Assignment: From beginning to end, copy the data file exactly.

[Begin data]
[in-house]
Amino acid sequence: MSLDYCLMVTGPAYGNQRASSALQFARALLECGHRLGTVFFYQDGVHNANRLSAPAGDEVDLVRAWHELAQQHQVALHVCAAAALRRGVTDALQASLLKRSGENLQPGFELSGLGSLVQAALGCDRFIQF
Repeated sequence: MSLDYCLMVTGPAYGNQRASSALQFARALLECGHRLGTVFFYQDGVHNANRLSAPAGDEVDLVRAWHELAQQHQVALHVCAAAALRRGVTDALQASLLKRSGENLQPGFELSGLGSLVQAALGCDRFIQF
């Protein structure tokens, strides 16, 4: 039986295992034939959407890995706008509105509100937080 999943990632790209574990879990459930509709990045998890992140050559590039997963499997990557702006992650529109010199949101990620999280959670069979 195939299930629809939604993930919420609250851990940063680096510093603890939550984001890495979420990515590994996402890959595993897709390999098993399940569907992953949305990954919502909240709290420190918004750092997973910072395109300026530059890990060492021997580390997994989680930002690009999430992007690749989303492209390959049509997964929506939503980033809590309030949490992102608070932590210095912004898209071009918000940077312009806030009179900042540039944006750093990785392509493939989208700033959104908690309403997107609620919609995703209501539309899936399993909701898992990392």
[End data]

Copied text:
[in-house]
Amino acid sequence: MSLDYCLMVTGPAYGNQRASSALQFARALLECGHRLGTVFFYQDGVHNANRLSAPAGDEVDLVRAWHELAQQHQVALHVCAAAALRRGVTDALQASLLKRSGENLQPGFELSGLGSLVQAALGCDRFIQF
Repeated sequence: MSLDYCLMVTGPAYGNQRASSALQFARALLECGHRLGTVFFYQDGVHNANRLSAPAGDEVDLVRAWHELAQQHQVALHVCAAAALRRGVTDALQASLLKRSGENLQPGFELSGLGSLVQAALGCDRFIQF
């Protein structure tokens, strides 16, 4: 039986295992034939959407890995706008509105509100937080 999943990632790209574990879990459930509709990045998890992140050559590039997963499997990557702006992650529109010199949101990620999280959670069979 195939299930629809939604993930919420609250851990940063680096510093603890939550984001890495979420990515590994996402890959595993897709390999098993399940569907992953949305990954919502909240709290420190918004750092997973910072395109300026530059890990060492021997580390997994989680930002690009999430992007690749989303492209390959049509997964929506939503980033809590309030949490992102608070932590210095912004898209071009918000940077312009806030009179900042540039944006750093990785392509493939989208700033959104908690309403997107609620919609995703209501539309899936399993909701898992990392």